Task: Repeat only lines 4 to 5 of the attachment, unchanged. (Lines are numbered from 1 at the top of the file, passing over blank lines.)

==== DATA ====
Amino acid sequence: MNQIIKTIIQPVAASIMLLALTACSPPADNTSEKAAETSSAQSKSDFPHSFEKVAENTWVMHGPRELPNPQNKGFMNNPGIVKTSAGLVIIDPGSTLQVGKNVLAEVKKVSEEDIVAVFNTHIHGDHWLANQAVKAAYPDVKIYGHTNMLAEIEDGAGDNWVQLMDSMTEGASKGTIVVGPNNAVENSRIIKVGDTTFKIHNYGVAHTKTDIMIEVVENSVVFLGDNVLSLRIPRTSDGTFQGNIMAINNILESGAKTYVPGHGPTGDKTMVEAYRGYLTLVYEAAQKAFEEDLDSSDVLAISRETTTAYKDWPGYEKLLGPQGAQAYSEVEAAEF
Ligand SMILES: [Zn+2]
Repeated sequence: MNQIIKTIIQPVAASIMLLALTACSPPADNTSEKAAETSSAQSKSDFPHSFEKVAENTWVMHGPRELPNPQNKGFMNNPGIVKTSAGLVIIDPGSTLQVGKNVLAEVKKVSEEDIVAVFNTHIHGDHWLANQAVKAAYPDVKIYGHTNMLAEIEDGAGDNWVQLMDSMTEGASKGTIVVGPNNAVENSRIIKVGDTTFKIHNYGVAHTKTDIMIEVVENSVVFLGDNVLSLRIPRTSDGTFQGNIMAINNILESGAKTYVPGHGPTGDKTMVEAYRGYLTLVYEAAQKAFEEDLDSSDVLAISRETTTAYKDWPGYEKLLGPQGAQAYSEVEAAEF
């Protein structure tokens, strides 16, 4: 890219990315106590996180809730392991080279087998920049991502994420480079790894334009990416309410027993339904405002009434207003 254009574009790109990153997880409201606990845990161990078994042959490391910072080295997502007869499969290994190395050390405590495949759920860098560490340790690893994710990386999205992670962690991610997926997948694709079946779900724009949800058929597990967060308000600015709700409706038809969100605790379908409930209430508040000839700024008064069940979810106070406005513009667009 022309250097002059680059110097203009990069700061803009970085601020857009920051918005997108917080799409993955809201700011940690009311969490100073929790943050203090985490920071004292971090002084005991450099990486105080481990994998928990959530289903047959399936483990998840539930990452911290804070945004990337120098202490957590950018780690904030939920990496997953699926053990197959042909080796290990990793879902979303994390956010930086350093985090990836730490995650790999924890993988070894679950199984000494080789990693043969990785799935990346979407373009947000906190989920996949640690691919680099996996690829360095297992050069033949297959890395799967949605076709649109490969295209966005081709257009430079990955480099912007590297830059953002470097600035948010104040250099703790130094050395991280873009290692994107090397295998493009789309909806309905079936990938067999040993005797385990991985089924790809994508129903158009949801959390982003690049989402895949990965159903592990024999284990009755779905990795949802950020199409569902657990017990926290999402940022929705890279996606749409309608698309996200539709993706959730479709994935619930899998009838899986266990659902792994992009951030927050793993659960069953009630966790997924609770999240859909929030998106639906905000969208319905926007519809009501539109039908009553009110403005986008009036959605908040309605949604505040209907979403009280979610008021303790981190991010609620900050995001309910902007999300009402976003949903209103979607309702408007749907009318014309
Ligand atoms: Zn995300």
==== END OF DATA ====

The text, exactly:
């Protein structure tokens, strides 16, 4: 890219990315106590996180809730392991080279087998920049991502994420480079790894334009990416309410027993339904405002009434207003 254009574009790109990153997880409201606990845990161990078994042959490391910072080295997502007869499969290994190395050390405590495949759920860098560490340790690893994710990386999205992670962690991610997926997948694709079946779900724009949800058929597990967060308000600015709700409706038809969100605790379908409930209430508040000839700024008064069940979810106070406005513009667009 022309250097002059680059110097203009990069700061803009970085601020857009920051918005997108917080799409993955809201700011940690009311969490100073929790943050203090985490920071004292971090002084005991450099990486105080481990994998928990959530289903047959399936483990998840539930990452911290804070945004990337120098202490957590950018780690904030939920990496997953699926053990197959042909080796290990990793879902979303994390956010930086350093985090990836730490995650790999924890993988070894679950199984000494080789990693043969990785799935990346979407373009947000906190989920996949640690691919680099996996690829360095297992050069033949297959890395799967949605076709649109490969295209966005081709257009430079990955480099912007590297830059953002470097600035948010104040250099703790130094050395991280873009290692994107090397295998493009789309909806309905079936990938067999040993005797385990991985089924790809994508129903158009949801959390982003690049989402895949990965159903592990024999284990009755779905990795949802950020199409569902657990017990926290999402940022929705890279996606749409309608698309996200539709993706959730479709994935619930899998009838899986266990659902792994992009951030927050793993659960069953009630966790997924609770999240859909929030998106639906905000969208319905926007519809009501539109039908009553009110403005986008009036959605908040309605949604505040209907979403009280979610008021303790981190991010609620900050995001309910902007999300009402976003949903209103979607309702408007749907009318014309
Ligand atoms: Zn995300």